A new way of being present
(Mae Hong Son, Thailand) – When I was a novice in Scotland many years ago, our novice master faced the challenges of directing young men in the Jesuit way of life, but at a time when the world and the Church were going through profound changes. The end of the 1960s brought the Paris revolution of the young, and the Church was still grappling with the implications of its engagement with the world after Vatican II. In our little retreat he passed on the values that had kept him and his contemporaries fairly sheltered from such turbulence. His advice about how to "exit" after giving retreats, for example, was based on the premise not even to send a greetings postcard to a retreatant. Though this was his public advice, thankfully for his own sanity he didn’t subscribe to the practice himself. Had he been alive a decade later he would have been entirely happy with the idea of accompaniment as part of a Jesuit work – that of JRS’ triple mission of accompaniment, service and advocacy on behalf of the forcibly displaced, and happy with the notion that such accompaniment could be long-term, constant and mutually fulfilling.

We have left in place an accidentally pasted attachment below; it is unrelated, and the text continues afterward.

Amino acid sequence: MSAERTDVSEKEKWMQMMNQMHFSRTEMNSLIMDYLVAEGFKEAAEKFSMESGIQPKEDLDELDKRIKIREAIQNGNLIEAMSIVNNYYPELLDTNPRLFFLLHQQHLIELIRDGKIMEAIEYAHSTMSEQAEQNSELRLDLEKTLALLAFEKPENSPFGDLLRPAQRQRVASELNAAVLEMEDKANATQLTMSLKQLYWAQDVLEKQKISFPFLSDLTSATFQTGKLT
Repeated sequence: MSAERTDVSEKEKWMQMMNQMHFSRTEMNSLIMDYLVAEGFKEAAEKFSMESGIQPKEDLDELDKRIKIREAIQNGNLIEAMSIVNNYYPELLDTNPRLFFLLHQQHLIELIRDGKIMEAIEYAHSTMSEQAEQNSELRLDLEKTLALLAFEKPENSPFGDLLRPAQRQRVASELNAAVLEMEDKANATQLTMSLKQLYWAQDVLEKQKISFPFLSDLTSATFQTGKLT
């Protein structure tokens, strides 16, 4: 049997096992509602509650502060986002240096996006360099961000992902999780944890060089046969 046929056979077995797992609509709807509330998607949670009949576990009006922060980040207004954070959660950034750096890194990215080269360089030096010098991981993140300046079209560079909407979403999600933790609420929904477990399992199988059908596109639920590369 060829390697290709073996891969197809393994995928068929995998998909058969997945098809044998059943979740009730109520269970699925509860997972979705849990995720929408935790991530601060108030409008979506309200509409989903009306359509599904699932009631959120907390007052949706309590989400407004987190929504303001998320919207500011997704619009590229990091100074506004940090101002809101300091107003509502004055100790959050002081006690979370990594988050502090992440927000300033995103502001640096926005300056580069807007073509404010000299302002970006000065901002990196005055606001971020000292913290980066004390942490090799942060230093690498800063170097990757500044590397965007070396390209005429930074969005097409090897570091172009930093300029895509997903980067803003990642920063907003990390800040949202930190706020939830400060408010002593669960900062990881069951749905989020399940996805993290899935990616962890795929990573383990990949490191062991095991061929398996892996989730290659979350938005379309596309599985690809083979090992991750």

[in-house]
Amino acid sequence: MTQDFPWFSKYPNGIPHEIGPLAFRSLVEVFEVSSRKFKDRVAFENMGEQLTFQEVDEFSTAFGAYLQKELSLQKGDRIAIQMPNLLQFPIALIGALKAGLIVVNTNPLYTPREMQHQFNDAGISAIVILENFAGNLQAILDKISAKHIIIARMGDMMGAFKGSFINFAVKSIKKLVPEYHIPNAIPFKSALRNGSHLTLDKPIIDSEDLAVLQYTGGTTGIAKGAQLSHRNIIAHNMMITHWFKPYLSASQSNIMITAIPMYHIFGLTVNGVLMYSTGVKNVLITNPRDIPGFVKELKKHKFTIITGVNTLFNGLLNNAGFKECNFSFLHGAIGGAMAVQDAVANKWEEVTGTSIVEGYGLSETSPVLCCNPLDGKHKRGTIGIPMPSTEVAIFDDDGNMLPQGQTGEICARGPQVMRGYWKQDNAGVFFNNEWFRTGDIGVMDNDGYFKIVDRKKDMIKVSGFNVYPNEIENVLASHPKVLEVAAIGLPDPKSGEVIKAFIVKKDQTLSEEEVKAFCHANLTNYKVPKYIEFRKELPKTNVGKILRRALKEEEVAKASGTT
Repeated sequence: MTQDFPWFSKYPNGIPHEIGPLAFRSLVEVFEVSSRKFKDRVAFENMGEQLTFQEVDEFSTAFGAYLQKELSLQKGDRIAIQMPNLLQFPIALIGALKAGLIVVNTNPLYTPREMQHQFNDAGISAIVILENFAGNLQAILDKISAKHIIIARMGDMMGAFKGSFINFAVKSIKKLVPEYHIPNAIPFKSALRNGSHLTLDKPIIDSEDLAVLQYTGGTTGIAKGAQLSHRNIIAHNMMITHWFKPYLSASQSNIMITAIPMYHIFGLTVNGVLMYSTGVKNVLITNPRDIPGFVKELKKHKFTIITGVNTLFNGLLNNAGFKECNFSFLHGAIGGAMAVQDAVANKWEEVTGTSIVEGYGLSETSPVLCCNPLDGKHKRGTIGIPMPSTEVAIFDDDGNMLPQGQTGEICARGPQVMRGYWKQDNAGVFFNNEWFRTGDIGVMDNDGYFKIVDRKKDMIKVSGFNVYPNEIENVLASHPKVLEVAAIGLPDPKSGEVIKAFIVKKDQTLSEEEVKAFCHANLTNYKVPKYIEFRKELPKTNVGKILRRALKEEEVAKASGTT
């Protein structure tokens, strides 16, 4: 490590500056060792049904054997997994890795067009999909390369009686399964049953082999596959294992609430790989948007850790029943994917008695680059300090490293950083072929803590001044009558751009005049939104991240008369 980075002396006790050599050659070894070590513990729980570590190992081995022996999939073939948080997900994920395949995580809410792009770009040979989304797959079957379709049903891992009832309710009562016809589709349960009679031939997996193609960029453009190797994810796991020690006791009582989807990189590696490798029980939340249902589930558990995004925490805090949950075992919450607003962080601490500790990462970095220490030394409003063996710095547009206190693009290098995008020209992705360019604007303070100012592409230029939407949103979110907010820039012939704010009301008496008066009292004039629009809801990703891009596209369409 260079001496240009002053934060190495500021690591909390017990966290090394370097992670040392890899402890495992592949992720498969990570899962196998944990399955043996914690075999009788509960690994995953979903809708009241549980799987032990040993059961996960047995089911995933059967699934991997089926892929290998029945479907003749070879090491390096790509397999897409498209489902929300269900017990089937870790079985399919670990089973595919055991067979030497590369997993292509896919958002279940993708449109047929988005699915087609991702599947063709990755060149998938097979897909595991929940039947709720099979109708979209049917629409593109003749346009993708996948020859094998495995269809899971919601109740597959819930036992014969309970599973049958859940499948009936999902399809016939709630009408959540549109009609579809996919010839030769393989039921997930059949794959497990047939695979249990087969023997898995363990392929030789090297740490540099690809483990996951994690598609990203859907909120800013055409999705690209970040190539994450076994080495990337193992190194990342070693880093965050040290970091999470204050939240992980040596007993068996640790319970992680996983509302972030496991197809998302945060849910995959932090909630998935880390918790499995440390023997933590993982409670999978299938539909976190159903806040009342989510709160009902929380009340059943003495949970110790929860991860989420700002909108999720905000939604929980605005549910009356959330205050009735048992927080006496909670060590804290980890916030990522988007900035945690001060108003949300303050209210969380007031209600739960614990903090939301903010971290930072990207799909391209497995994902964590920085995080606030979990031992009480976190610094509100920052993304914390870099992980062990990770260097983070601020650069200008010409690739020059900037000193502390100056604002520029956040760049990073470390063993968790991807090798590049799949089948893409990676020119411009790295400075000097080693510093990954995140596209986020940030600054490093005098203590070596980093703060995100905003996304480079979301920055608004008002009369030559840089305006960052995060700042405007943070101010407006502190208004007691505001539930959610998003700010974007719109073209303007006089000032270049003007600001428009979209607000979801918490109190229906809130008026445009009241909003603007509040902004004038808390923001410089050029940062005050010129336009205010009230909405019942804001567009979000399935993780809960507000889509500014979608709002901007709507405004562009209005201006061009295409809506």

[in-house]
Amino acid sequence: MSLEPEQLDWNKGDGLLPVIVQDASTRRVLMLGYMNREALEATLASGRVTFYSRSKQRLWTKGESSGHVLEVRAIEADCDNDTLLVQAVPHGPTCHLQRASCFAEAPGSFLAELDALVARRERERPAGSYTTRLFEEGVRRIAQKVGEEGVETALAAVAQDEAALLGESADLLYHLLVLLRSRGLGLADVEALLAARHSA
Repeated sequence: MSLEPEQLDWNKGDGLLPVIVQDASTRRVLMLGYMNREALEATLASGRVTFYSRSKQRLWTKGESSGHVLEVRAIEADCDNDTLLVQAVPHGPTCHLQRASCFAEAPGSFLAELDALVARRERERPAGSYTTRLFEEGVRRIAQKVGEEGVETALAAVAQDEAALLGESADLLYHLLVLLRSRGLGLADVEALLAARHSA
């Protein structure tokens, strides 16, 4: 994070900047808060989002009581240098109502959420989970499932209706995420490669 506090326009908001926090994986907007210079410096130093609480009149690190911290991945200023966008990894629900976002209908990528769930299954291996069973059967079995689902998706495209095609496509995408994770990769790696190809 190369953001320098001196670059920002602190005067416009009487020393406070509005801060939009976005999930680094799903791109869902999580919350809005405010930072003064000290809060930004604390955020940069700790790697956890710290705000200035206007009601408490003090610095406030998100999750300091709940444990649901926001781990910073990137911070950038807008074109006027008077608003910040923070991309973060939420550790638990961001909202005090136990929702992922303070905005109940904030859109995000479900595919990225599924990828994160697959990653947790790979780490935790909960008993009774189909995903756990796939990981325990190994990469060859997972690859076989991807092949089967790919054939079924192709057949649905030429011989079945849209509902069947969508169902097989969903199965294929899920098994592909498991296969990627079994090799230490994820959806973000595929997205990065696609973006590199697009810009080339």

When JRS started there were about five million refugees – later we recognized and counted other groups of dispossessed people not categorized in 1980: for example, 26 million IDPs and some 12 million stateless persons. However JRS never lost the sense that it is a small organization whose mission is not to be involved in massive humanitarian interventions but rather to offer a different, personalist service that has its foundation in the experience of Ignatius and the early companions – a service of accompaniment of those who are displaced.
by Fr. Joe Hampson, S.J.
- Foundation of JRS
- Characteristics - 1
- Characteristics - 2
- Characteristics - 3
- Characteristics - 3 continued
- Whom do we accompany
- Conclusion and Footnotes
Accompaniment as foundation of JRS work